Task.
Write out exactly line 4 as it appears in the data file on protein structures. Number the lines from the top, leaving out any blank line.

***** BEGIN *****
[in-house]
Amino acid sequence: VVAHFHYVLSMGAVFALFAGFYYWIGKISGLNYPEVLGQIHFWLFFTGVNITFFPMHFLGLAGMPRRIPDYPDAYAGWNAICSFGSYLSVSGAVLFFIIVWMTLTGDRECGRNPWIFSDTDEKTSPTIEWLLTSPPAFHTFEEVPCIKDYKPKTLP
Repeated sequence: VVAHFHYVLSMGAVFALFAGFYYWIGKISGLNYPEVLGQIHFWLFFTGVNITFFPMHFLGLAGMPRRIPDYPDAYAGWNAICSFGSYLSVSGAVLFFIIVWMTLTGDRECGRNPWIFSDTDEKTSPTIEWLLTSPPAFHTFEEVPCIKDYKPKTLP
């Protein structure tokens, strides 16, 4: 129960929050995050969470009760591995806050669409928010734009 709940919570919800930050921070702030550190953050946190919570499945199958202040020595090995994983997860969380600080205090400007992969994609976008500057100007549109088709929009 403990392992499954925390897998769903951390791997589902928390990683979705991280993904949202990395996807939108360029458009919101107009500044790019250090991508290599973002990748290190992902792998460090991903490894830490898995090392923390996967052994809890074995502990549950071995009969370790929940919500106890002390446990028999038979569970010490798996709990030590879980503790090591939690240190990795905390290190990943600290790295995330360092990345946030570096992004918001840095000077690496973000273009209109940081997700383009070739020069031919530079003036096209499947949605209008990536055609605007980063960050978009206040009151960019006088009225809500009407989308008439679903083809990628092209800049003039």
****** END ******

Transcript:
């Protein structure tokens, strides 16, 4: 129960929050995050969470009760591995806050669409928010734009 709940919570919800930050921070702030550190953050946190919570499945199958202040020595090995994983997860969380600080205090400007992969994609976008500057100007549109088709929009 403990392992499954925390897998769903951390791997589902928390990683979705991280993904949202990395996807939108360029458009919101107009500044790019250090991508290599973002990748290190992902792998460090991903490894830490898995090392923390996967052994809890074995502990549950071995009969370790929940919500106890002390446990028999038979569970010490798996709990030590879980503790090591939690240190990795905390290190990943600290790295995330360092990345946030570096992004918001840095000077690496973000273009209109940081997700383009070739020069031919530079003036096209499947949605209008990536055609605007980063960050978009206040009151960019006088009225809500009407989308008439679903083809990628092209800049003039």